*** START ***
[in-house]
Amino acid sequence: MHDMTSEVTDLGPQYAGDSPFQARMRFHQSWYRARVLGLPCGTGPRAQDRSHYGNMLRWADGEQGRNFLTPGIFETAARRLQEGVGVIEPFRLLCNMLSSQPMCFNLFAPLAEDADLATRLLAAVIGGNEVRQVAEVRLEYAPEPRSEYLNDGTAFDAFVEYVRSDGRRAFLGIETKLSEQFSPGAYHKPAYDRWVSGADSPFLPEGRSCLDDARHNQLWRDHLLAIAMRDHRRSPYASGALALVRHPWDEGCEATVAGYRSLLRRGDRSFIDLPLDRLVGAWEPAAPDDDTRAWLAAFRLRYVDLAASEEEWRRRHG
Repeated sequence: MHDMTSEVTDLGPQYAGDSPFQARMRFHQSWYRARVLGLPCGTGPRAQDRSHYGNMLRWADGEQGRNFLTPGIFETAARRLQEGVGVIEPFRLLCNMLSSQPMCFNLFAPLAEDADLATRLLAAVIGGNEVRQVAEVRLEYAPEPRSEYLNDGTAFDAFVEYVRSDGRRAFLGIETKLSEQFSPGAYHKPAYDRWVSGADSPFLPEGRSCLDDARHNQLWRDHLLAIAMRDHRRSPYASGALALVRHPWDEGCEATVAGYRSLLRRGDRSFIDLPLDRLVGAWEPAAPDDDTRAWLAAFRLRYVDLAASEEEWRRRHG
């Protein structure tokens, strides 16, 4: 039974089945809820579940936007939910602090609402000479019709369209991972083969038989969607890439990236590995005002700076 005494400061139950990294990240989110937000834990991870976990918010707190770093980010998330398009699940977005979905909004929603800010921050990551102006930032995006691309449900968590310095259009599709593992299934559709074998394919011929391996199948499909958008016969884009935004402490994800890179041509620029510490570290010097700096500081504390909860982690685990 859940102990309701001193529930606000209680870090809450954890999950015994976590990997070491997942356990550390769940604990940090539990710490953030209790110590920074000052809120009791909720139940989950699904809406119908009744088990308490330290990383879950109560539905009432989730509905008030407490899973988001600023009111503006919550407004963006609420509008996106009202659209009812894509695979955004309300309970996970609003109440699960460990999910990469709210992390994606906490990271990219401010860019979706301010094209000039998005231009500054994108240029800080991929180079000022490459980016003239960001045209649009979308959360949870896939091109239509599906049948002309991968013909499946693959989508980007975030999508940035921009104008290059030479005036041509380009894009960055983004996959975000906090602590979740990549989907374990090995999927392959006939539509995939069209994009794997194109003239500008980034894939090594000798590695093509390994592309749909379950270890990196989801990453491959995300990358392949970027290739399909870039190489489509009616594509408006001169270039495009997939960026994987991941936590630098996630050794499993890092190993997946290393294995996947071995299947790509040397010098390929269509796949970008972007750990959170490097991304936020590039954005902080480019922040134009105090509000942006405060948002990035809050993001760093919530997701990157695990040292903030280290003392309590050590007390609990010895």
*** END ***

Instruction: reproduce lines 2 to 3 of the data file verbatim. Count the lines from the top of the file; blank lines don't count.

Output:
Amino acid sequence: MHDMTSEVTDLGPQYAGDSPFQARMRFHQSWYRARVLGLPCGTGPRAQDRSHYGNMLRWADGEQGRNFLTPGIFETAARRLQEGVGVIEPFRLLCNMLSSQPMCFNLFAPLAEDADLATRLLAAVIGGNEVRQVAEVRLEYAPEPRSEYLNDGTAFDAFVEYVRSDGRRAFLGIETKLSEQFSPGAYHKPAYDRWVSGADSPFLPEGRSCLDDARHNQLWRDHLLAIAMRDHRRSPYASGALALVRHPWDEGCEATVAGYRSLLRRGDRSFIDLPLDRLVGAWEPAAPDDDTRAWLAAFRLRYVDLAASEEEWRRRHG
Repeated sequence: MHDMTSEVTDLGPQYAGDSPFQARMRFHQSWYRARVLGLPCGTGPRAQDRSHYGNMLRWADGEQGRNFLTPGIFETAARRLQEGVGVIEPFRLLCNMLSSQPMCFNLFAPLAEDADLATRLLAAVIGGNEVRQVAEVRLEYAPEPRSEYLNDGTAFDAFVEYVRSDGRRAFLGIETKLSEQFSPGAYHKPAYDRWVSGADSPFLPEGRSCLDDARHNQLWRDHLLAIAMRDHRRSPYASGALALVRHPWDEGCEATVAGYRSLLRRGDRSFIDLPLDRLVGAWEPAAPDDDTRAWLAAFRLRYVDLAASEEEWRRRHG